There’s the stereotype of MtFs hating FtMs, but I’ve never found it to be the case in reality; we face different challenges, is all. Most FtMs pass easily once they start taking hormones, which makes for a lot of weird situations where your (sexist) male coworkers are oggling and talking about women, and you’re sitting there having experienced the other side of the fence. Having been there, the first real “guy talk” you’re invited into is weird, to say the least (personally, I know what it’s like to be perceived as: a straight girl, a lesbian, a straight guy, a gay guy, and a guy in drag (which I only do if I know that’s what I’ll be taken as…it’s half-drag, really).

In the queer community in general, yes, we tend to get left out unless there are specific FtM organisations there. A lot of FtMs go to transgender support groups and are mistaken for MtFs who haven’t been bold enough to make a move, yet.

  1. I don’t. I lived with a friend I had in high school, when I was in college, and she and I had a…friends with benefits relationship, shall we say? A lot of colleges give transgendered folk a room to themselves.

  2. My parents are very liberal minded folk, and their reaction was “We have nothing against transsexuals, but you’re not one. We know, we’ve known you all your life.” They’re starting to feel more comfortable about it now - my father referred to me as his son, in a casual smartass comment that had nothing to do with my gender, just the other day - but if I talk about surgery, or how I felt, or…anything like that, they just clam up. I first told them when I was 16, and they sent me to a psychiatrist (which I wanted, too). We didn’t talk about it for years after that. I think it only become something I felt I could mention, without putting some huge burden on them, about six months ago.

  1. It’s one of those definitions that, unless you’re in the know, you’re probably not going to appreciate the subtleties of. But basically…if you say you’re bisexual, that doesn’t tend to mean you’re okay with transgendered people or the genderqueer. Pansexual means that gender isn’t a factor in any way; you’re attracted to the person, and yes, their physical attributes, but if the gender of those attributes conflict within that one person…well, that’s not going to affect things one way or another.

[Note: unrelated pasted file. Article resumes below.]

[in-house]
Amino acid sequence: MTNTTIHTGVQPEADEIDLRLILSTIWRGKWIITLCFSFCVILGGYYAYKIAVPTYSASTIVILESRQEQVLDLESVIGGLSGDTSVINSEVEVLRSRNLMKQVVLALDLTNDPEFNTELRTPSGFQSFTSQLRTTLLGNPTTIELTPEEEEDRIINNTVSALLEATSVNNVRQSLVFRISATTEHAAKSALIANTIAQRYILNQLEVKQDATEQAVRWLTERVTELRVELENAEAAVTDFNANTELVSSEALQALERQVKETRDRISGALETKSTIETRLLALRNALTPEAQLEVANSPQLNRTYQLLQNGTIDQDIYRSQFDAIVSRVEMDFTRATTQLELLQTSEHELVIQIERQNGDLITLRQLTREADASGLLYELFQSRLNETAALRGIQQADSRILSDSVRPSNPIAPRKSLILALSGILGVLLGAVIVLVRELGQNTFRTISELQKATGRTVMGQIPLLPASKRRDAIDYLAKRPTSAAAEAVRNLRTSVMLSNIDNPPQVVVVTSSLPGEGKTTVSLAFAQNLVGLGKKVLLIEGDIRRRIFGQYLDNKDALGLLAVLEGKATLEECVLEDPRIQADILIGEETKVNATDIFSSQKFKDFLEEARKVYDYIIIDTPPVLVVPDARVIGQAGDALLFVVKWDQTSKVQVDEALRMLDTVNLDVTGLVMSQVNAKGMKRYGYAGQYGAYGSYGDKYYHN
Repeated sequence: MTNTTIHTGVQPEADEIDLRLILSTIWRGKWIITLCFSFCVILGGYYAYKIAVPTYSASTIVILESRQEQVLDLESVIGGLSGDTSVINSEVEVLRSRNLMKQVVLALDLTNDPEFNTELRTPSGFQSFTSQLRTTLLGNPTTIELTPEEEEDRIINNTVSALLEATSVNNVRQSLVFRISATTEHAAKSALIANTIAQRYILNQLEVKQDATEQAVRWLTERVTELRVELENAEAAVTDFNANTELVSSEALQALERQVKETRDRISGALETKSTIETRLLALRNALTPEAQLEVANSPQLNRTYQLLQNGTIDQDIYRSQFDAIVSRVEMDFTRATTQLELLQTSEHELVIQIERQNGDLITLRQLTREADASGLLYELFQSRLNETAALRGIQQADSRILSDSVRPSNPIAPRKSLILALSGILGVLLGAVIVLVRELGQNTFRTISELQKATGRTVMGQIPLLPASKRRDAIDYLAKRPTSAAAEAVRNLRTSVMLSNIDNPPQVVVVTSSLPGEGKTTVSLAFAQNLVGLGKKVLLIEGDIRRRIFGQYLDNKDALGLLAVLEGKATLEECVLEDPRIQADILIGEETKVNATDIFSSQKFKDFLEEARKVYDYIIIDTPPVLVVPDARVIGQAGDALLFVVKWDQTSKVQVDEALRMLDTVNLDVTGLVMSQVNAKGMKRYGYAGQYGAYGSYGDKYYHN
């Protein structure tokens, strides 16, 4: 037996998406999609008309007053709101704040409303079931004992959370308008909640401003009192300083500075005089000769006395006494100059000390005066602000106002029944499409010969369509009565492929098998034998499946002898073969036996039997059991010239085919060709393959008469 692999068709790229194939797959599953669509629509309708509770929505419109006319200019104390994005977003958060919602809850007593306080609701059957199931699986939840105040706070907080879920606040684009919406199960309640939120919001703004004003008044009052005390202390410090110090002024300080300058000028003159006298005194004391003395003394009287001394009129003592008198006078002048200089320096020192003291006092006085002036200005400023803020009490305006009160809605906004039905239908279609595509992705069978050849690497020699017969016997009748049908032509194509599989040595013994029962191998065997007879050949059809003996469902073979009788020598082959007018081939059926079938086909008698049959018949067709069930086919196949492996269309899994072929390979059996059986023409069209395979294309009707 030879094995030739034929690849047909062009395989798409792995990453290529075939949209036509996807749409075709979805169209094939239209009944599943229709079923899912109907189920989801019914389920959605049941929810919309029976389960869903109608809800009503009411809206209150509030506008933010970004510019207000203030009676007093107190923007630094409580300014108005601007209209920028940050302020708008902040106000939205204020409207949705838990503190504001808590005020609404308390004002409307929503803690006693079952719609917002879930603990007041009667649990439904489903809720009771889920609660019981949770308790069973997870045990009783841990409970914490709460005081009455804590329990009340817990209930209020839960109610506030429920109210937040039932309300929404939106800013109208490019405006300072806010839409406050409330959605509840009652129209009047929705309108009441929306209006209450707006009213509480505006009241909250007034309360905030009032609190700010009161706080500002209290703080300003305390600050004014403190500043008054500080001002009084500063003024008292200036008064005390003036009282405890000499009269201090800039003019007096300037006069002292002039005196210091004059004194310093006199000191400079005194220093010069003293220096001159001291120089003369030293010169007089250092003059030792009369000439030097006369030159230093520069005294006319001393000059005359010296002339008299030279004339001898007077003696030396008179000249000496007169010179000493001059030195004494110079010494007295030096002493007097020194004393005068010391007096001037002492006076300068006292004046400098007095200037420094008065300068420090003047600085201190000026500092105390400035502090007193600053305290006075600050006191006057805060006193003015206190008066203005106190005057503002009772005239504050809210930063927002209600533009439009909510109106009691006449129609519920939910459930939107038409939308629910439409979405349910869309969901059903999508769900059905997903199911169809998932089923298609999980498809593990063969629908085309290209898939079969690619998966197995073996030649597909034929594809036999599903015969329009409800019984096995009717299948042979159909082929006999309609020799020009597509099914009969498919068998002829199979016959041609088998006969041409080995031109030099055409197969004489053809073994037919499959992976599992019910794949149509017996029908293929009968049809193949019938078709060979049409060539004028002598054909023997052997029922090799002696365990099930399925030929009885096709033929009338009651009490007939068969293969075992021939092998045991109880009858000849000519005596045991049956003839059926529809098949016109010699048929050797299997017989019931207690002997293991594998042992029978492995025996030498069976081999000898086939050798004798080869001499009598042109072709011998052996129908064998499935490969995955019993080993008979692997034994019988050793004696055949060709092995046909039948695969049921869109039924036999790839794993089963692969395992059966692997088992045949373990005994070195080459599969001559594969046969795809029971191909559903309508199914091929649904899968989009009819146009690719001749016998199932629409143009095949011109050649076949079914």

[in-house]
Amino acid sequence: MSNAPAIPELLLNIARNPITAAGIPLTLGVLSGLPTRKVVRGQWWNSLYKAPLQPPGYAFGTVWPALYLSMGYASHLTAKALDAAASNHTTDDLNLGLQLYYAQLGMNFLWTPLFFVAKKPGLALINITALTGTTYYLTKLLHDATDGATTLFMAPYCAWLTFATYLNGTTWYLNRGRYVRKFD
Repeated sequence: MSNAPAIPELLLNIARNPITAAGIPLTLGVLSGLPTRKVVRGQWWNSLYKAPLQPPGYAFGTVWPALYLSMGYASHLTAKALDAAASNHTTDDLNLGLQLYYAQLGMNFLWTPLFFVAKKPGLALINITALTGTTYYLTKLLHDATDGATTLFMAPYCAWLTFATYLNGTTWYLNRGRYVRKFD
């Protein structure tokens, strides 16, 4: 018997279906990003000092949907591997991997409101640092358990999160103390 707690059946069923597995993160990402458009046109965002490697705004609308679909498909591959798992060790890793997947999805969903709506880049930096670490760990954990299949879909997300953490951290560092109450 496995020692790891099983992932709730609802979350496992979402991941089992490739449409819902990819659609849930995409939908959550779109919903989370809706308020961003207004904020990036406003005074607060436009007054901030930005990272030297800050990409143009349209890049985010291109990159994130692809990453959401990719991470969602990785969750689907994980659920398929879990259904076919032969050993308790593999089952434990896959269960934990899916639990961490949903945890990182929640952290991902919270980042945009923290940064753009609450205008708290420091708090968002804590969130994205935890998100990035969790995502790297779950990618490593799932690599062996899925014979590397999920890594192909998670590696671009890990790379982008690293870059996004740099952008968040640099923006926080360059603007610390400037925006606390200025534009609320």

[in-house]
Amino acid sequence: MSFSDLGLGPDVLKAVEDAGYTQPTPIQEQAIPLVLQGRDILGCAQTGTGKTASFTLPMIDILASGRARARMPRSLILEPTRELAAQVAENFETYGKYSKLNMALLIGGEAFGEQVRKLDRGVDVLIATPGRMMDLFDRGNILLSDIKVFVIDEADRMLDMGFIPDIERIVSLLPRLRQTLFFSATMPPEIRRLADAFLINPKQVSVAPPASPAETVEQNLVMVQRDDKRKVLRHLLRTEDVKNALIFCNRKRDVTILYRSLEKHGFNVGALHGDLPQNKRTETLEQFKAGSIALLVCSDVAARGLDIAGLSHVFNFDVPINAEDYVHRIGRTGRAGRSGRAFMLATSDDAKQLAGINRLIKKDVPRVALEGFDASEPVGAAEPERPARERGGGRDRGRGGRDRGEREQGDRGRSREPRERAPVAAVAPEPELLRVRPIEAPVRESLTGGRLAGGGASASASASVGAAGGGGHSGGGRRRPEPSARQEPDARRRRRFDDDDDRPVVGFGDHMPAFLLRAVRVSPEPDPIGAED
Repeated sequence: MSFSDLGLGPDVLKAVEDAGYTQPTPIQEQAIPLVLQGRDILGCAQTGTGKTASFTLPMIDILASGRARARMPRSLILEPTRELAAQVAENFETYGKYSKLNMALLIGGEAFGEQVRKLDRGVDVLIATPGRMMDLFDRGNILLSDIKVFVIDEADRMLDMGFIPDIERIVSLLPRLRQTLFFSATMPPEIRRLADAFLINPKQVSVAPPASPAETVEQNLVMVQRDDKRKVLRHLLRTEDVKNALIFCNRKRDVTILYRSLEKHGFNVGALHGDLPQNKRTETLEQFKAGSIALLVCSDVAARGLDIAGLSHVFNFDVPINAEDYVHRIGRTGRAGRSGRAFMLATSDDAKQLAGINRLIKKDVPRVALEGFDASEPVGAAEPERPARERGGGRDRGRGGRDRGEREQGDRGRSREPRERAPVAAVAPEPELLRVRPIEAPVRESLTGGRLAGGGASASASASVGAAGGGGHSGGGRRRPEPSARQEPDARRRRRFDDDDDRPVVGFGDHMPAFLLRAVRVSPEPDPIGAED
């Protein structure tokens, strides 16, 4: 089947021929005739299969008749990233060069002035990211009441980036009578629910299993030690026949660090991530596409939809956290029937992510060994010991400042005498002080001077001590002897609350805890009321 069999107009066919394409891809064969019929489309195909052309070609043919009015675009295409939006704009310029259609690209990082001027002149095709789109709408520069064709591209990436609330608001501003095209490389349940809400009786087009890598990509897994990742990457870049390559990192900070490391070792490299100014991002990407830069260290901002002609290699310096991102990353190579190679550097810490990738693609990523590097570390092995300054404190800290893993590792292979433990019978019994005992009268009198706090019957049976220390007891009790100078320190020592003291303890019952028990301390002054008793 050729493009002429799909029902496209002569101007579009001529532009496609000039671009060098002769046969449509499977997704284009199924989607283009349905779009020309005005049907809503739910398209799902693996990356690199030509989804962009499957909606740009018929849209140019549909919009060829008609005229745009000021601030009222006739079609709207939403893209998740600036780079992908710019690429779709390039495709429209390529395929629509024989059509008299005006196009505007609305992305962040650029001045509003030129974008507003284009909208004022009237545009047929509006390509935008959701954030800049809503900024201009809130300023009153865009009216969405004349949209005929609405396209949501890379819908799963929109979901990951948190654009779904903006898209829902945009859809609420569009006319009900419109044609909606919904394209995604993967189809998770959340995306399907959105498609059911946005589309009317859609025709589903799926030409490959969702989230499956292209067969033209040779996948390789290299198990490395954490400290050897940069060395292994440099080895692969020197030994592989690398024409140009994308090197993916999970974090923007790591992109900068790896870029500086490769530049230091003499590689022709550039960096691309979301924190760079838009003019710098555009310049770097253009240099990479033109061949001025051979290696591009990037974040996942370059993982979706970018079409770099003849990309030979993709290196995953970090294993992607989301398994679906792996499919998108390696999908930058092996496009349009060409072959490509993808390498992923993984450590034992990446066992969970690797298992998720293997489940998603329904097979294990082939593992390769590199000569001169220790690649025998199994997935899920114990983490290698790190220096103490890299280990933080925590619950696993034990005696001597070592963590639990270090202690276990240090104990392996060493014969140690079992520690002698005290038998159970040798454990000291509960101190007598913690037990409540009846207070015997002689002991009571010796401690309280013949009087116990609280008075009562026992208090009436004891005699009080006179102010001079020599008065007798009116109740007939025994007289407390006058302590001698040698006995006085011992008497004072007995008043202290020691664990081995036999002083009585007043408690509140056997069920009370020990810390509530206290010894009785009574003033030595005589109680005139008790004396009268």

2. Trust me, it’s something I’m looking very carefully at :D. Phalloplasty is something I don’t think I could do, because I think I would lose sexual gratification. Metoidioplasty, I think there’s a good chance I’d lose however much gratification a circumcised man loses. A half-measure answer to this is: if I’m not sure…I might just keep my vagina, while I’m at it, and have, ahem, two orifices and one protrusion. But I’m undecided. So the short answer is, yes, I do worry. But I don’t worry that I’ll lose all of it.

What are your thoughts on packing?

I think it’s false advertising ;). I don’t do it, and it’s purely for that reason.

Though, hypocritical bastard that I am, I don’t wear pants that let you know unequivocally that it’s only about two and a half centimeters, either.

Do dinosaurs, ninjas, or swords belong in a Christmas drawing?

At what point in the process did you switch to Men’s bathrooms?

Are you stronger now that you are on the testosterone?

Do you have more aggressive emotions (for the lack of a better term) or have a different emotional palette that you could attribute to the male hormones?

Do you find that strangers (who don’t know you are FtM) treat you differently than when you looked like a woman?

Has your voice changed and/or are you doing anything to make it sound more masculine?

Do you still get a period?

This sort, especially:

They belong everywhere.